A tornado has wreaked havoc on a farming station near Gisborne, taking out sheds and injuring at least one farm dog believed to have been picked up and dumped.
Craig Ferris had just finished work at Te Aroha Station at Pehiri, about 35km inland from Gisborne, yesterday, when it struck.
It had been blowing strongly from the southeast, bringing a brief hail shower when he noticed the wind suddenly changing to the northwest.
"The noise was incredible - it was like a massive whirlwind."
When the wind started picking things up around them he "huddled in a ball" in the corner of his carport, watching trees and sheets of iron flying by.
The wind clipped the corner of his home, ripping off part of the scotia and guttering.
It tore through the back yard, down into the valley and up on to the hill beyond, flattening everything in its path, including an old woolshed, and snapping off fence posts in a 4-5km track across the valley.
Mr Ferris later noticed a large 4000 gallon iron water tank on a hill behind his home was not there any more. He thought he saw it flying about 100m in the air, along with other debris.
The hen house was obliterated and the roof ripped from a shed. A garden shed was lifted and dropped several metres away, narrowly missing the house, while a large old oak tree lay uprooted alongside.
The chooks and pigs lost their which were strewn among uprooted and smashed fruit trees.
Next door at the home of his boss Phillip Steele, one dog was not so lucky. He found it struggling to walk.
"He either got hit by something or got picked up and dropped... the vet thinks he has a broken pelvis but he's going to be all right," Mr Steele said.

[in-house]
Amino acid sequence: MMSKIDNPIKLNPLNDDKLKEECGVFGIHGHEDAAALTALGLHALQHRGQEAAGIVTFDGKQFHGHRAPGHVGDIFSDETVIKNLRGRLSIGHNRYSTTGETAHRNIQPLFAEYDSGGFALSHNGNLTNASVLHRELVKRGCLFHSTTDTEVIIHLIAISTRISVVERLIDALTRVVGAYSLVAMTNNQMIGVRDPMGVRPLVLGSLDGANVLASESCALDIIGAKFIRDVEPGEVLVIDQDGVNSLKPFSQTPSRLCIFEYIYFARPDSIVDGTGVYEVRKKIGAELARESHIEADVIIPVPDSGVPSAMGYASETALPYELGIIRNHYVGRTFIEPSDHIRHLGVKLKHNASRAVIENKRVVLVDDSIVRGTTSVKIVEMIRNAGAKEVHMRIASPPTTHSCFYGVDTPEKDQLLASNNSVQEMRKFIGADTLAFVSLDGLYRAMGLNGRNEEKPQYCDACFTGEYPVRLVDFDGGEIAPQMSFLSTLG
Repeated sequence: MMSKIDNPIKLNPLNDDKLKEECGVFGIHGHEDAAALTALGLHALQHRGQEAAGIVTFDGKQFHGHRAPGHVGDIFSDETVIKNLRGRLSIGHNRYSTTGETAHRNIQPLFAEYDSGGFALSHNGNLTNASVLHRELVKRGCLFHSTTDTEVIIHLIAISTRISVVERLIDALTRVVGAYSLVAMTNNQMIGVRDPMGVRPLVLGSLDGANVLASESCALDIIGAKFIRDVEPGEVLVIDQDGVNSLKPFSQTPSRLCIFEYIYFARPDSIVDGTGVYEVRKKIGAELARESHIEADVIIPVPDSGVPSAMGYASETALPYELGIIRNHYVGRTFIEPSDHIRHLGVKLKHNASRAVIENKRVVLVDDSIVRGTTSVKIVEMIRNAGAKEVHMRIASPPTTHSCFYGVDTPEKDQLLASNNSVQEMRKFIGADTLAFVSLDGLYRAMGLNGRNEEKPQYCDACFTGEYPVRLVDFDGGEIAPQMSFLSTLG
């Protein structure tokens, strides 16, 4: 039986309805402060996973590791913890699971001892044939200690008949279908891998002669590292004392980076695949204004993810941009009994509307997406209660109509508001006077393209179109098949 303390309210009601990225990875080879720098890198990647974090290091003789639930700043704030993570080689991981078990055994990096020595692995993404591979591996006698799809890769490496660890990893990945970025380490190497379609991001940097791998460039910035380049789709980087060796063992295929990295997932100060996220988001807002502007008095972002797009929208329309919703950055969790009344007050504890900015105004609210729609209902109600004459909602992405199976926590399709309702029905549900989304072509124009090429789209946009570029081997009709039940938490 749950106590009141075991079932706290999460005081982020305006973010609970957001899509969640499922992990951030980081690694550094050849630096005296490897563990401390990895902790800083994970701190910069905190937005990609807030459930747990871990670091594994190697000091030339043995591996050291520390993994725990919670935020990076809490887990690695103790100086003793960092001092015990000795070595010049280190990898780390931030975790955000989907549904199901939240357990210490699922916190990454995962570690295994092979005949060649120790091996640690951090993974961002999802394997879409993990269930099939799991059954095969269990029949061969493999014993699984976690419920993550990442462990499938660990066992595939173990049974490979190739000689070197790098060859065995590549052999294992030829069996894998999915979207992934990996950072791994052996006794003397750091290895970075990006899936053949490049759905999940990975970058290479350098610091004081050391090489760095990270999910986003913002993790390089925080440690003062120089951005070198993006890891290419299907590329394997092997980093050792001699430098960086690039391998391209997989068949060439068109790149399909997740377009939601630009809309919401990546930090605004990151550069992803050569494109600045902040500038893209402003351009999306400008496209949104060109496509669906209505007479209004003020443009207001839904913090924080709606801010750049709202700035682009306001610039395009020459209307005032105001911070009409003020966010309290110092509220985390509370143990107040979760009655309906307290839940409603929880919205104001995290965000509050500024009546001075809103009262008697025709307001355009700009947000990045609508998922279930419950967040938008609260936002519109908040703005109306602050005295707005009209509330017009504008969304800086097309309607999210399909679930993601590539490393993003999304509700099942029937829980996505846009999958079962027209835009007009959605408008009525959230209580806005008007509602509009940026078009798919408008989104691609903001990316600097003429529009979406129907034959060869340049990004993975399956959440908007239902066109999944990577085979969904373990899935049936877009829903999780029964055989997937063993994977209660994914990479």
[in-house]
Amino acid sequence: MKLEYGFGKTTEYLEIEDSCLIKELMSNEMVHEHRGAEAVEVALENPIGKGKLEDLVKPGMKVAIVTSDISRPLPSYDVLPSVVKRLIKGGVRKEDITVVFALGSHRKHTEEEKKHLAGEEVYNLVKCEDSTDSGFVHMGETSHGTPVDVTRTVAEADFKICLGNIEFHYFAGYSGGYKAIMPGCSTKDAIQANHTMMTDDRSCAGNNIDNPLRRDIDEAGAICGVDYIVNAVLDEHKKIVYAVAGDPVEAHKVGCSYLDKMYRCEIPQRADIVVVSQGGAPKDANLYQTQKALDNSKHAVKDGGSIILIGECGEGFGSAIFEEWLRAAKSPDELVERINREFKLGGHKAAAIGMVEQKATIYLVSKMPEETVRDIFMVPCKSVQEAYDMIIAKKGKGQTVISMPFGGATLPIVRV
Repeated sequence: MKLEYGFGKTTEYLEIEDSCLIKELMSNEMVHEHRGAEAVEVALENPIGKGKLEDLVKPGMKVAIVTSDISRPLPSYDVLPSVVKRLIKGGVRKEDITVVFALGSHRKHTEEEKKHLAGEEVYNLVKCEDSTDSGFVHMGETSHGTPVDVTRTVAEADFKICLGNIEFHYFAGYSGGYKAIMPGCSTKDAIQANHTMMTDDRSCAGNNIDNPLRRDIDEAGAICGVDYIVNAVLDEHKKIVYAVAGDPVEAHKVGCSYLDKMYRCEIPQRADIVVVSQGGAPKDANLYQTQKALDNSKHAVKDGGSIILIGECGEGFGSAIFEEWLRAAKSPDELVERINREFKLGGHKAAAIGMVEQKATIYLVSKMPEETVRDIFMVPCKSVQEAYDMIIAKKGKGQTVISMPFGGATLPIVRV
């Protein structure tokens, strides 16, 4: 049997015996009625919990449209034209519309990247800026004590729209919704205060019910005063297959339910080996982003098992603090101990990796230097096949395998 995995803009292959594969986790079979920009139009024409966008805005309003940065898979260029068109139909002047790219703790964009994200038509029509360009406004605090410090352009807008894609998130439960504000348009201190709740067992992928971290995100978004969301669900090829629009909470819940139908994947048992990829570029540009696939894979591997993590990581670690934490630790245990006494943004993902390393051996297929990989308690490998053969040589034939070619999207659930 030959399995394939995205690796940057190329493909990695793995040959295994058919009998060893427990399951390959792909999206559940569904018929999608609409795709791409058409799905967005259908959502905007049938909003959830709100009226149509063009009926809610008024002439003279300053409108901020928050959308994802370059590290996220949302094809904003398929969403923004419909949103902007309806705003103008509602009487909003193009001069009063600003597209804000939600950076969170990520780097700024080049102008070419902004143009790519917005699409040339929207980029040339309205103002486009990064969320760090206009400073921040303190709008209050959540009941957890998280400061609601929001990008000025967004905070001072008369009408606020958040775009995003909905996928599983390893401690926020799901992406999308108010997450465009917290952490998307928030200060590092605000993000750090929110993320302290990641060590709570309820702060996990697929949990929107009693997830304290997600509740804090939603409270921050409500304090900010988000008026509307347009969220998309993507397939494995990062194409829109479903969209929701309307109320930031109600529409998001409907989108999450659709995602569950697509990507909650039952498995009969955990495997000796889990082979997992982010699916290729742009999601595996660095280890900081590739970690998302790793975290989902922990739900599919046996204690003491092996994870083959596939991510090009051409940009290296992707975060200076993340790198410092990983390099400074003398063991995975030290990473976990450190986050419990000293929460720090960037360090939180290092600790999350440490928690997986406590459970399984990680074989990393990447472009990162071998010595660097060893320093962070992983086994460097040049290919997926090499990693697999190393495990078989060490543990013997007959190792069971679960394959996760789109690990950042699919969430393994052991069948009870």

He was in his workshop when "an almighty wind" came up. When it blew out the windows above his workbench and started tearing off the roof, he sheltered in a corner watching his trailer and a couple of large culverts picked up and tossed across the yard by the wind.
"I have never seen such a strong wind apart from the back of a jet engine," he said.
The wind had come up out of nowhere with very little warning, he said.
Their neighbour Sam Hain arrived back from town to discover the trail of destruction, having to cut broken trees from the road to get through.
He saw Mr Ferris' four wheeler unmanned on a slope above the house, with the trailer upturned not far away.
This morning the men were facing a huge clean-up.
"At least we are going to have plenty of firewood next winter," said Mr Ferris.
The tornado and the hail sprang from the same source - a rapidly moving front loaded with moisture which swept up from the south and collided with cold air over our district.
At the leading edge of the front warm air from ground level is forced rapidly upwards into a freezing layer only a few thousand metres up.
While moisture freezes out as hailstones, the fast-moving front causes the air to swirl and rotate.
While tornadoes are rare in this region, the steep topography of the hill country can amplify air currents and rotating winds can occasionally form a localised and damaging, but usually short-lasting tornado.